Restaurants are using a high-tech hand scanner that detects how well employees are washing their hands in seconds

Angelena Iglesia

Coronavirus has only emphasized the importance of proper hand-washing. Now, restaurants across the country are using a high tech hand scanner called PathSpot that detects just how well employees are washing their hands in seconds. Follow Tech Reporter Rich DeMuro on Instagram for more tech news, tips and gadgets! Recently, I visited […]

Coronavirus has only emphasized the importance of proper hand-washing. Now, restaurants across the country are using a high tech hand scanner called PathSpot that detects just how well employees are washing their hands in seconds.

Follow Tech Reporter Rich DeMuro on Instagram for more tech news, tips and gadgets!

Recently, I visited the newest location of Dave’s Hot Chicken in San Diego to see the scanner in action. Dave’s serves up Nashville-inspired chicken tenders and sliders.

Employees must scan their freshly washed hands under the device, which is mounted near a hand washing station. It uses light and an algorithm to detect dirty hands in seconds.

“It gives you the green light if it’s good to go or the red X if it’s not,” explains Deryl Pangelinan, director of operations at Dave’s Hot Chicken San Diego.

“We chose to go with PathSpot to give us an extra step, an extra step that’s going to ensure us that clean hands are what’s working in our kitchen,” said Pangelinan.

While the scanner doesn’t check for COVID-19, it does identify the nasty stuff that causes food-borne illnesses.

Deryl Pangelinan, director of operations at Dave’s Hot Chicken San Diego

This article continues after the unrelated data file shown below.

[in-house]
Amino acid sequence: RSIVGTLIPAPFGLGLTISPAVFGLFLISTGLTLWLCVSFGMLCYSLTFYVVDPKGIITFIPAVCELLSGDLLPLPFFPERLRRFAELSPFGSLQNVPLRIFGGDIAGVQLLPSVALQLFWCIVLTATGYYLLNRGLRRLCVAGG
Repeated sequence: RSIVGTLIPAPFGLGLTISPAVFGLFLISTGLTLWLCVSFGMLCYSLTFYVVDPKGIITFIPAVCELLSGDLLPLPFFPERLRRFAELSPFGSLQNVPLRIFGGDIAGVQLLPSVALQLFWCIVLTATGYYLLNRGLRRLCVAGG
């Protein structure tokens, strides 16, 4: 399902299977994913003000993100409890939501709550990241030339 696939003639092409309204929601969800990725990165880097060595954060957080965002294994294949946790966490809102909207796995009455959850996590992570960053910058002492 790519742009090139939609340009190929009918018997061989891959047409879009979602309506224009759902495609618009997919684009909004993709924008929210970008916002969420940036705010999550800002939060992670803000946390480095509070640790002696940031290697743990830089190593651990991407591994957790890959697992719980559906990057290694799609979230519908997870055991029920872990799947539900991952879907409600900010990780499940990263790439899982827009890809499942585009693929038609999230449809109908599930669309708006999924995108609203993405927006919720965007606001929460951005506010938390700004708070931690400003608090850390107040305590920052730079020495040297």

“I know everyone has thought a lot about hand washing in the last 3 months, but I’ve been obsessed with hand washing the last 3 years,” quipped Christine Schindler, co-founder and CEO of PathSpot.

The scanner is looking for the real yucky stuff.

“We’re looking for things like gut biomatter, fecal contamination, vomitus, these are the things, as gross as it is, that actually carry most of these harmful illnesses – especially in restaurant and food production areas,” explained Schindler.

Christine Schindler, co-founder and CEO of PathSpot

Of course, I had to give it a try. The process is pretty easy. First, you wash your hands for the recommended amount of time, usually around 20 to 40 seconds.

Next, you dry your hands, then tap in an employee ID number on the PathSpot screen.

Finally, you hold your hands under the device and it emits a blue light. It prompts you to flip them over to scan the other side.

After a few moments, the machine gave my hands a clean bill of health. It did not detect any food-borne illness contamination!

“Just because you can’t see them, you can’t smell them, [that] doesn’t mean they’re not there,” said Schindler.

“Everyone wants to be sure that they’re safe and that’s a priority of ours,” concluded Pangelinan.

Restaurants pay a subscription fee of about $175 a month for PathSpot technology, which is being used at restaurants in various states. Additionally, Starbucks, through investment company Valor Equity Partners, is a notable investor in the technology.

As for the chicken? Absolutely delicious. It’s the first time I ever had Nashville style hot fried chicken, and it was so good. My only regret is not getting a hotter level of spice. I went medium, and I could have stepped it up one more notch.

There’s always next time.

NOW: Listen to the Rich on Tech podcast, where I talk about the tech news I think you should know about and answer the questions you send me!

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